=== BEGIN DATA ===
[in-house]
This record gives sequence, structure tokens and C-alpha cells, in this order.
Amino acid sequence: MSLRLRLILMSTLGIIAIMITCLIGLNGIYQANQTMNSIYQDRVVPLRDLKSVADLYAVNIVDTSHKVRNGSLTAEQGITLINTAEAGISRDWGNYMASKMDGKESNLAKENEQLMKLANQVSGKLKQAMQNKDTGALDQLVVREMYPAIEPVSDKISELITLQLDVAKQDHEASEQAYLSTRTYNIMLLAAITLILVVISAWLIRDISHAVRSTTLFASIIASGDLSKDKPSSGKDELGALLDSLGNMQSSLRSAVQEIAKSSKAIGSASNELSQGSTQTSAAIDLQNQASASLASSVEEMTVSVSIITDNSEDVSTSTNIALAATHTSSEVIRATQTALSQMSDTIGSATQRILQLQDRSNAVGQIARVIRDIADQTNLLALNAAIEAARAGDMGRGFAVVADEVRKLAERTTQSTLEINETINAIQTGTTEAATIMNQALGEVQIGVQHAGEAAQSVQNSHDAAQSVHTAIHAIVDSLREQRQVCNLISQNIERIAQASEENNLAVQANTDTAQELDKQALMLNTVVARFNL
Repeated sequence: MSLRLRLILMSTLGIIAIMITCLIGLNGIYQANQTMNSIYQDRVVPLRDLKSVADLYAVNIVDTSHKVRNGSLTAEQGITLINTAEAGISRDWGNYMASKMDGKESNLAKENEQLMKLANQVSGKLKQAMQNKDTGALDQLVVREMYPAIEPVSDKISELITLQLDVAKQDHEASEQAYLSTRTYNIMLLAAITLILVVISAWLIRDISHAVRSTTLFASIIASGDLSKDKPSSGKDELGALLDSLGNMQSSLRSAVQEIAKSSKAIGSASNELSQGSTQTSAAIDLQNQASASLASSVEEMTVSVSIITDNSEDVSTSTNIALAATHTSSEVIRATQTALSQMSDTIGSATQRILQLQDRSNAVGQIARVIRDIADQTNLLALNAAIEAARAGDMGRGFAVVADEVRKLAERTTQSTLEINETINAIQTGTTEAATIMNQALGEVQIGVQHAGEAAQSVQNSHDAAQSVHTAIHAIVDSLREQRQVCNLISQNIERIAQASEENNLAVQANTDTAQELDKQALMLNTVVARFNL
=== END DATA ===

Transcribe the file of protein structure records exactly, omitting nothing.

[in-house]
This record gives sequence, structure tokens and C-alpha cells, in this order.
Amino acid sequence: MSLRLRLILMSTLGIIAIMITCLIGLNGIYQANQTMNSIYQDRVVPLRDLKSVADLYAVNIVDTSHKVRNGSLTAEQGITLINTAEAGISRDWGNYMASKMDGKESNLAKENEQLMKLANQVSGKLKQAMQNKDTGALDQLVVREMYPAIEPVSDKISELITLQLDVAKQDHEASEQAYLSTRTYNIMLLAAITLILVVISAWLIRDISHAVRSTTLFASIIASGDLSKDKPSSGKDELGALLDSLGNMQSSLRSAVQEIAKSSKAIGSASNELSQGSTQTSAAIDLQNQASASLASSVEEMTVSVSIITDNSEDVSTSTNIALAATHTSSEVIRATQTALSQMSDTIGSATQRILQLQDRSNAVGQIARVIRDIADQTNLLALNAAIEAARAGDMGRGFAVVADEVRKLAERTTQSTLEINETINAIQTGTTEAATIMNQALGEVQIGVQHAGEAAQSVQNSHDAAQSVHTAIHAIVDSLREQRQVCNLISQNIERIAQASEENNLAVQANTDTAQELDKQALMLNTVVARFNL
Repeated sequence: MSLRLRLILMSTLGIIAIMITCLIGLNGIYQANQTMNSIYQDRVVPLRDLKSVADLYAVNIVDTSHKVRNGSLTAEQGITLINTAEAGISRDWGNYMASKMDGKESNLAKENEQLMKLANQVSGKLKQAMQNKDTGALDQLVVREMYPAIEPVSDKISELITLQLDVAKQDHEASEQAYLSTRTYNIMLLAAITLILVVISAWLIRDISHAVRSTTLFASIIASGDLSKDKPSSGKDELGALLDSLGNMQSSLRSAVQEIAKSSKAIGSASNELSQGSTQTSAAIDLQNQASASLASSVEEMTVSVSIITDNSEDVSTSTNIALAATHTSSEVIRATQTALSQMSDTIGSATQRILQLQDRSNAVGQIARVIRDIADQTNLLALNAAIEAARAGDMGRGFAVVADEVRKLAERTTQSTLEINETINAIQTGTTEAATIMNQALGEVQIGVQHAGEAAQSVQNSHDAAQSVHTAIHAIVDSLREQRQVCNLISQNIERIAQASEENNLAVQANTDTAQELDKQALMLNTVVARFNL